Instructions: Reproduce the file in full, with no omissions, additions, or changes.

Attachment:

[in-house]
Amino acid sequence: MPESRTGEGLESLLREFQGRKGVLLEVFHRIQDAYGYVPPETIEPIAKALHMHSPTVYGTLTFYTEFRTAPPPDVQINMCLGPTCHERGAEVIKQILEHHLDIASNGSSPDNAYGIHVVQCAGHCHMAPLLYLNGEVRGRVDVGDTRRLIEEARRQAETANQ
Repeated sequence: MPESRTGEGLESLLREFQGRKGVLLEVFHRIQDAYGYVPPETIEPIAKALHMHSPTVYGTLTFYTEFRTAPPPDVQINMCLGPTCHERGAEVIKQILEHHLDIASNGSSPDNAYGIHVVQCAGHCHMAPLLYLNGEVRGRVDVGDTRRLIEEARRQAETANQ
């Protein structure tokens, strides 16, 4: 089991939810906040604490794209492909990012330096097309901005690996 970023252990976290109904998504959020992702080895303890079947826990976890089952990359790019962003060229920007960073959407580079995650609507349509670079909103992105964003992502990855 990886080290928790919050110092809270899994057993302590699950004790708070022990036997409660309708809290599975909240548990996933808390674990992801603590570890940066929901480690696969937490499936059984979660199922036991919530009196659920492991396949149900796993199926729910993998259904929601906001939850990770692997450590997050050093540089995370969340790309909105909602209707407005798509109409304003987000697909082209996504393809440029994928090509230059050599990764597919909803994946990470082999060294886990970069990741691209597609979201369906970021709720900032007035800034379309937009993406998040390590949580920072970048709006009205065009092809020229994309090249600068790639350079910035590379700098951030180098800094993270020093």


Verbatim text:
[in-house]
Amino acid sequence: MPESRTGEGLESLLREFQGRKGVLLEVFHRIQDAYGYVPPETIEPIAKALHMHSPTVYGTLTFYTEFRTAPPPDVQINMCLGPTCHERGAEVIKQILEHHLDIASNGSSPDNAYGIHVVQCAGHCHMAPLLYLNGEVRGRVDVGDTRRLIEEARRQAETANQ
Repeated sequence: MPESRTGEGLESLLREFQGRKGVLLEVFHRIQDAYGYVPPETIEPIAKALHMHSPTVYGTLTFYTEFRTAPPPDVQINMCLGPTCHERGAEVIKQILEHHLDIASNGSSPDNAYGIHVVQCAGHCHMAPLLYLNGEVRGRVDVGDTRRLIEEARRQAETANQ
């Protein structure tokens, strides 16, 4: 089991939810906040604490794209492909990012330096097309901005690996 970023252990976290109904998504959020992702080895303890079947826990976890089952990359790019962003060229920007960073959407580079995650609507349509670079909103992105964003992502990855 990886080290928790919050110092809270899994057993302590699950004790708070022990036997409660309708809290599975909240548990996933808390674990992801603590570890940066929901480690696969937490499936059984979660199922036991919530009196659920492991396949149900796993199926729910993998259904929601906001939850990770692997450590997050050093540089995370969340790309909105909602209707407005798509109409304003987000697909082209996504393809440029994928090509230059050599990764597919909803994946990470082999060294886990970069990741691209597609979201369906970021709720900032007035800034379309937009993406998040390590949580920072970048709006009205065009092809020229994309090249600068790639350079910035590379700098951030180098800094993270020093």